Aids

Alzheimer disease

Autism

Cancer

Cataracts

Depression

Diabetes mellitus

Heart disease

Influenza Insomnia Jet lag

Parkinson disease

Schizophrenia

Seizure disorders

Sudden infant death syndrome

Thymus Gland

The thymus gland (thi'mus gland), which lies in the mediastinum posterior to the sternum and between the lungs, is large in young children but diminishes in size with age. This gland secretes a group of hormones, called thymosins, that affect production and differentiation of certain white blood cells (T lymphocytes). The thymus gland plays an important role in immunity and is discussed in chapter 16 (p. 657).

Reproductive Glands

The reproductive organs that secrete important hormones include the ovaries, which produce estrogens and pro gesterone; the placenta, which produces estrogens, progesterone, and a gonadotropin; and the testes, which produce testosterone. These glands and their secretions are discussed in chapter 22.

Digestive Glands

The digestive glands that secrete hormones are generally associated with the linings of the stomach and small intestine. These structures and their secretions are described in chapter 17 (pp. 703-704).

Other Hormone-Producing Organs

Other organs that produce hormones include the heart, which secretes atrial natriuretic peptide (chapter 15, p. 584), and the kidneys, which secrete a hormone that stimulates red blood cell production called erythropoietin (chapter 14, p. 552).

O Where is the pineal gland located?

^9 What seems to be the function of the pineal gland?

^9 Where is the thymus gland located?

Stress and Its Effects

Because survival depends upon maintaining homeostasis, factors that change the body's internal environment are potentially life threatening. When such dangers are sensed, nerve impulses are directed to the hypothalamus, triggering physiological responses that resist a loss of homeosta-sis. These responses often include increased activity in the sympathetic division of the autonomic nervous system and increased secretion of adrenal hormones. A factor capable of stimulating such a response is called a stressor, and the condition it produces in the body is called stress.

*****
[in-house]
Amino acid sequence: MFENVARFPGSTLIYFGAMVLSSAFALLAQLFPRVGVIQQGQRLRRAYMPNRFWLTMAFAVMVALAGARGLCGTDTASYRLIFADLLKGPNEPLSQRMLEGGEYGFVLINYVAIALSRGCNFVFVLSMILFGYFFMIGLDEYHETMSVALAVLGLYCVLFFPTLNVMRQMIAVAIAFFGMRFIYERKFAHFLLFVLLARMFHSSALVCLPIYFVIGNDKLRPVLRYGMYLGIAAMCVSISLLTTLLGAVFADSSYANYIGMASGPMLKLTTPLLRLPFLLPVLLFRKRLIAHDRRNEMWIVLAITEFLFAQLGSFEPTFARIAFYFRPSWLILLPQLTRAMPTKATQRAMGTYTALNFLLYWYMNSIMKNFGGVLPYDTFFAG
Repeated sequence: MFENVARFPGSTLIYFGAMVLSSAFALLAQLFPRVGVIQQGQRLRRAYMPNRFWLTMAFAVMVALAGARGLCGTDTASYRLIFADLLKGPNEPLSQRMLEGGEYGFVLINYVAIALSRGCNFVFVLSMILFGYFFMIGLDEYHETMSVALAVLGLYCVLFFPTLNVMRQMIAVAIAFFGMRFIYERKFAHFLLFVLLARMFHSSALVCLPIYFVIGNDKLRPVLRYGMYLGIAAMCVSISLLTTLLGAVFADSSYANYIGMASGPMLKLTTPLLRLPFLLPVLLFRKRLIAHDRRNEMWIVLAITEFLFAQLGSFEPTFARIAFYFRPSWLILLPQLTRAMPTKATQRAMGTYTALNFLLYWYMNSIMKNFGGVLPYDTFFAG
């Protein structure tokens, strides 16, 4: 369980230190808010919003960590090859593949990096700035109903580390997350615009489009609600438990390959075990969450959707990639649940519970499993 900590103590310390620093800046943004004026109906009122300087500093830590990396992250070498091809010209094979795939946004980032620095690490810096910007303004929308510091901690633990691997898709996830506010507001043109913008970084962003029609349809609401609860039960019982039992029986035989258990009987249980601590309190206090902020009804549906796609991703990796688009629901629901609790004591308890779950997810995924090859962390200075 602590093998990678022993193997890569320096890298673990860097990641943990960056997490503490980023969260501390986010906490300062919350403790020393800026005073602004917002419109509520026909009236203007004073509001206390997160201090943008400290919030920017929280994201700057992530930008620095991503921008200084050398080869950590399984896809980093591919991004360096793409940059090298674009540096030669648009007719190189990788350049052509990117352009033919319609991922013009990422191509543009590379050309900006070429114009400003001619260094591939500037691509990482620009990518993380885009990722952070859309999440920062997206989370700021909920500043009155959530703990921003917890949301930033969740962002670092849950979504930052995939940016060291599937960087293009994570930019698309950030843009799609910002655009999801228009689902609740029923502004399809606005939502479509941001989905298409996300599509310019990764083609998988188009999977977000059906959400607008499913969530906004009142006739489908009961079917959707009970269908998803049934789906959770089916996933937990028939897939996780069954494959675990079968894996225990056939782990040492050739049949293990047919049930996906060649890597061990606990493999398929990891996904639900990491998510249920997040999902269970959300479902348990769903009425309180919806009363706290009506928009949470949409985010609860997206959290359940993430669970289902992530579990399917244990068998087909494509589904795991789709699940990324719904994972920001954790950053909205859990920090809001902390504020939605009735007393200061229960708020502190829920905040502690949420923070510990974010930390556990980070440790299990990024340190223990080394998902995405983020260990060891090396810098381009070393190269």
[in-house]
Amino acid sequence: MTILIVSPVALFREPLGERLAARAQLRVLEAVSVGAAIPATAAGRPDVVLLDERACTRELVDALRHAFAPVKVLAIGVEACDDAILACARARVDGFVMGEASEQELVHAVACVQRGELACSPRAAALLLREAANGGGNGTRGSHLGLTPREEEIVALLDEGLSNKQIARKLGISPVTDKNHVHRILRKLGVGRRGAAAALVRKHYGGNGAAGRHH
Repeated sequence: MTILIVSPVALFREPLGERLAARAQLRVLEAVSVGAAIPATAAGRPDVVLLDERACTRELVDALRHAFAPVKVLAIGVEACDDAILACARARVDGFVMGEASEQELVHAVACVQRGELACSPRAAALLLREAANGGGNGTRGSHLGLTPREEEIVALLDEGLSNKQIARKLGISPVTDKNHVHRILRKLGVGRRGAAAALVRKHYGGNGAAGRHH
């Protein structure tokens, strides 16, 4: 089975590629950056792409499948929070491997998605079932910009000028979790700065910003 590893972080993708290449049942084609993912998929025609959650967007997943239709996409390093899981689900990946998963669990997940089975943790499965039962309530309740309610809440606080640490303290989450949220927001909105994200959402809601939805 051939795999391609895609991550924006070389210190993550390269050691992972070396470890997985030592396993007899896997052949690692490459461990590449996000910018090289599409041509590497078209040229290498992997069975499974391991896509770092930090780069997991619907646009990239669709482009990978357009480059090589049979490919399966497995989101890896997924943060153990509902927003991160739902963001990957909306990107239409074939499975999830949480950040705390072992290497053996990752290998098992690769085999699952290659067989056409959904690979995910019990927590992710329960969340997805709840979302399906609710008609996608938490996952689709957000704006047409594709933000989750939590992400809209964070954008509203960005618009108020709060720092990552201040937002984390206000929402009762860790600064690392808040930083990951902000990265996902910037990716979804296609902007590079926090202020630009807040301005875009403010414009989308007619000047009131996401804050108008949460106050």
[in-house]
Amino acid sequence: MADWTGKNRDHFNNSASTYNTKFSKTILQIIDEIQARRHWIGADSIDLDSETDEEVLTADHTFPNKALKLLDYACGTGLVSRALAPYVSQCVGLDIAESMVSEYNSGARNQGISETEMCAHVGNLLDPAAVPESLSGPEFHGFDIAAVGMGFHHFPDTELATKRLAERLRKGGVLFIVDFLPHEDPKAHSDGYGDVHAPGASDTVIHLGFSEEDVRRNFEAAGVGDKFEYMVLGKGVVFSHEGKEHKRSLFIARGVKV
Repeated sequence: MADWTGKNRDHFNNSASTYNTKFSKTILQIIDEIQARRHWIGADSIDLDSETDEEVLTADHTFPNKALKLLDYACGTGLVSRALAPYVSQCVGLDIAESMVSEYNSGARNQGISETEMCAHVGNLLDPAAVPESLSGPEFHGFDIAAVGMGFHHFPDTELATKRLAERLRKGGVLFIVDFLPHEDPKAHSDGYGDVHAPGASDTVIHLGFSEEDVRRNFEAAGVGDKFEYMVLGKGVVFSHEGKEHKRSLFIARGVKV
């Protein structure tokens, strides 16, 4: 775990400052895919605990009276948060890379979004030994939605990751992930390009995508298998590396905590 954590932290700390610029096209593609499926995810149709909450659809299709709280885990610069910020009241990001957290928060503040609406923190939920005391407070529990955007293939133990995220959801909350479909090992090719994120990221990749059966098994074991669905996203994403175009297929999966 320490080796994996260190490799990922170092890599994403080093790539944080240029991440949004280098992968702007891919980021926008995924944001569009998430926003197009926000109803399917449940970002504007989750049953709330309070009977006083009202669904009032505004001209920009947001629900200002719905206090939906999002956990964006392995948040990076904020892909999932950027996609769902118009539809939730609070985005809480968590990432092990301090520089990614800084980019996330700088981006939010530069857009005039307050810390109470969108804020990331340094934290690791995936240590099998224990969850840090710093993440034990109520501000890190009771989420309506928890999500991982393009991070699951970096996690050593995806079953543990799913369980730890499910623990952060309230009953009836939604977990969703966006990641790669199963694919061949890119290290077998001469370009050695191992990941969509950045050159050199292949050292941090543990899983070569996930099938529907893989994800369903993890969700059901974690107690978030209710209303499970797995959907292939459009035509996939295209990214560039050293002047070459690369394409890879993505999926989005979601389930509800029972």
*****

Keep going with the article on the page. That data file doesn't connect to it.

Types of Stress

Stressors may be physical, psychological, or a combination of both.

Physical stress threatens tissues. This includes extreme heat or cold, decreased oxygen concentration, infections, injuries, prolonged heavy exercise, and loud sounds. Often physical stress is accompanied by unpleasant or painful sensations.

Psychological stress results from thoughts about real or imagined dangers, personal losses, unpleasant social interactions (or lack of social interactions), or any factors that threaten a person. Feelings of anger, fear, grief, anxiety, depression, and guilt cause psychological stress. In other instances, psychological stress may stem from pleasant stimuli, such as friendly social contact, feelings of joy or happiness, or sexual arousal. The factors that produce psychological stress vary greatly from person to person. A situation that is stressful to one person may not affect another, and what is stressful at one time may not be at another time.

Responses to Stress

The hypothalamus controls response to stress, termed the general stress (or general adaptation) syndrome. This response, evoked to stress of any kind, maintains homeostasis.

Inflammation is the immune system's generalized response to limit the effects of injury or infection. However, inflammation is painful and possibly destructive. The endocrine system keeps the immune system in check by increasing secretion by the pituitary and adrenal glands to temper inflammation. This is an example of how homeostasis operates between organ systems as well as within them.

Recall that the hypothalamus receives information from nearly all body parts, including visceral receptors, the cerebral cortex, the reticular formation, and limbic system. At times of stress, the hypothalamus responds to incoming impulses by activating the "fight or flight" response. More specifically, sympathetic impulses from the hypothalamus raise blood glucose concentration, the level of blood glycerol and fatty acids, heart rate, blood pressure, and breathing rate, and dilate the air passages. The response also shunts blood from the skin and digestive organs into the skeletal muscles and increases secretion of epinephrine from the adrenal medulla. The epinephrine, in turn, intensifies these sympathetic responses and prolongs their effects (fig. 13.35).